Thanks for blogging.


Posted by Charles Hedrick on 4/8/2010 at 7:46pm

These are interesting observations. I might suggest that “politicizing” textual interpretation and translation is not a phenomenon exclusive to **canonical** Christian writings.

A case in point is a fairly recent rendering of the Parable of the Tenants in the Vineyard as it appears in the Coptic Gospel of Thomas (Logion 65). The canonical versions of this parable are well known (appearing in Mt 21.28-46, Mk 12.1-12 and Lk 20.9-19). The version of this parable that appears in GTh is shorter than any of the synoptic accounts, but follows them closely enough to leave no doubt that the four are related (just how is another question, however).

With respect to the Thomas version, the issue at hand is how the owner of the vineyard is identified. The earliest English translations of Thomas read simply that he was a “good man” (a translation also adopted in the primary critical edition of the text). As it turns out, however, the place is damaged in the original manuscript where the Coptic word translated as “good man” appears. In this place in the manuscript one letter of that Greco-Coptic word is missing and another is only partially visible. Most scholars have agreed for decades that the missing and damaged letters form the word XRHSTOS (“cray-stos”) which can indeed be translated as a “good man” or “good person”. Sometime prior to 1993, however, a few scholars began to argue that the missing/damaged letters formed not the word XRHSTOS but XRHSTHS (cray-stays). What a difference a letter or two makes! Now, if that reading is accepted, instead of the vineyard owner being identified as a “good man” he instead becomes “a usurer” (ethically, 180 degrees opposite a “good man”).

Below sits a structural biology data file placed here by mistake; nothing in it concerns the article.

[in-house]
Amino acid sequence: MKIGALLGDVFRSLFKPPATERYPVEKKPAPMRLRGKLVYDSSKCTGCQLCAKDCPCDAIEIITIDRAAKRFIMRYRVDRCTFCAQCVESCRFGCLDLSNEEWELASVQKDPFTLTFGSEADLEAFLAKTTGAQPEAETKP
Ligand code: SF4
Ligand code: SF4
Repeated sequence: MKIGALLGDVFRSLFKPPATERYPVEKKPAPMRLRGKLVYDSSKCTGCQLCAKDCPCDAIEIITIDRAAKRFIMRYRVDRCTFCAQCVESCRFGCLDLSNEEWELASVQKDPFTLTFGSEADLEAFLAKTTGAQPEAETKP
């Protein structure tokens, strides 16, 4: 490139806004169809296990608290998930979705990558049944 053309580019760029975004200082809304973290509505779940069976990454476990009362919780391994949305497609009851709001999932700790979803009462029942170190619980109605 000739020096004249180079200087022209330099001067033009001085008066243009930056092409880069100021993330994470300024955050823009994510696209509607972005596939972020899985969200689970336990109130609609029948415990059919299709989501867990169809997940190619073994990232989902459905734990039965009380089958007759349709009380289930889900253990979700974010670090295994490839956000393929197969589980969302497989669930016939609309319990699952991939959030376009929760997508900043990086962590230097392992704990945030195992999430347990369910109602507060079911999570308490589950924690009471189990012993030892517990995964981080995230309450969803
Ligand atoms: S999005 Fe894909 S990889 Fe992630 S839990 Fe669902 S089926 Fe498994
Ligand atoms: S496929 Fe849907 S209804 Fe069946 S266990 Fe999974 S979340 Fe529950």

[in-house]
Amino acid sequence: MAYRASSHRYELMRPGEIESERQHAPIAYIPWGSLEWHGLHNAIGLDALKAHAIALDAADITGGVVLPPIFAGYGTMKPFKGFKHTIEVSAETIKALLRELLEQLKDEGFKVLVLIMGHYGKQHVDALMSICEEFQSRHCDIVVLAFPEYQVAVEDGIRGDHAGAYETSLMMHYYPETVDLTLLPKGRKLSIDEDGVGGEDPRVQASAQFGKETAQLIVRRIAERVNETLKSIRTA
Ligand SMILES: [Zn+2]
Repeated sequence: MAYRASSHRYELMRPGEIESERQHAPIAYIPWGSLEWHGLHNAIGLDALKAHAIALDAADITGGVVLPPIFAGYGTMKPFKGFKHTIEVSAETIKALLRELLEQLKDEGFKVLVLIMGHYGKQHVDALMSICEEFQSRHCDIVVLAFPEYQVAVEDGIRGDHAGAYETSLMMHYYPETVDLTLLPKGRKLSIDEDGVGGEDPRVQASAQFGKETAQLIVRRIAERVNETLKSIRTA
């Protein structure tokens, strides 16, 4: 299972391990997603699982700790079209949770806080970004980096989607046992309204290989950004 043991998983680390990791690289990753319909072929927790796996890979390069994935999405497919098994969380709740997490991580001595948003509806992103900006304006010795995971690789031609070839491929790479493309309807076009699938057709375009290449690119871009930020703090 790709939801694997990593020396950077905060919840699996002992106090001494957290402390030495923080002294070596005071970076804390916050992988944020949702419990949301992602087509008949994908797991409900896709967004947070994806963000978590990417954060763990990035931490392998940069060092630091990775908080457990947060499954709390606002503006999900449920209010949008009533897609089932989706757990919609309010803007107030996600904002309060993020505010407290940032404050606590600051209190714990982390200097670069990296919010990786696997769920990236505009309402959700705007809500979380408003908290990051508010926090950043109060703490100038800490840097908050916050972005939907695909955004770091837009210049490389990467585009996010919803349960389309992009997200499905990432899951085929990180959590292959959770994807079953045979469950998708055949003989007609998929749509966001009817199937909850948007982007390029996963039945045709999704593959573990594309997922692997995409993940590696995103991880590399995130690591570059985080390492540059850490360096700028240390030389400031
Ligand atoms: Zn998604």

But here is the real rub: The amended reading (XRHSTHS “cray-stays” instead of XRHSTOS “cray-stos”) means accepting into the text a word that exists nowhere else in the Gospel of Thomas, in any of the Nag Hammadi texts and nowhere in either the Coptic or the Greek New Testament. I should point out, however, that XRHSTHS is a “real word” that can be found in a lexicon (although not a Coptic one) and that does appear outside early Christian writings in Greek classical literature, but even there it is exceeding rare, occurring only around 40 times in texts that have a total of over 800,000 words.

This proposed change in the identity of the owner sets up for the reader a radically different scenario against which the parable’s “meaning” can be extracted. This is, in my mind at least, a case of certain presuppositions about the fundamental nature of the Gospel of Thomas being allowed to influence the reading of the text. Generically speaking, this is not a far cry from denying that the authors of the literature contained in the Hebrew Bible knew about satyrs by refusing to correctly translate sa’ir.

Rick Hubbard
Posted by Richard Hubbard on 4/6/2010 at 7:48am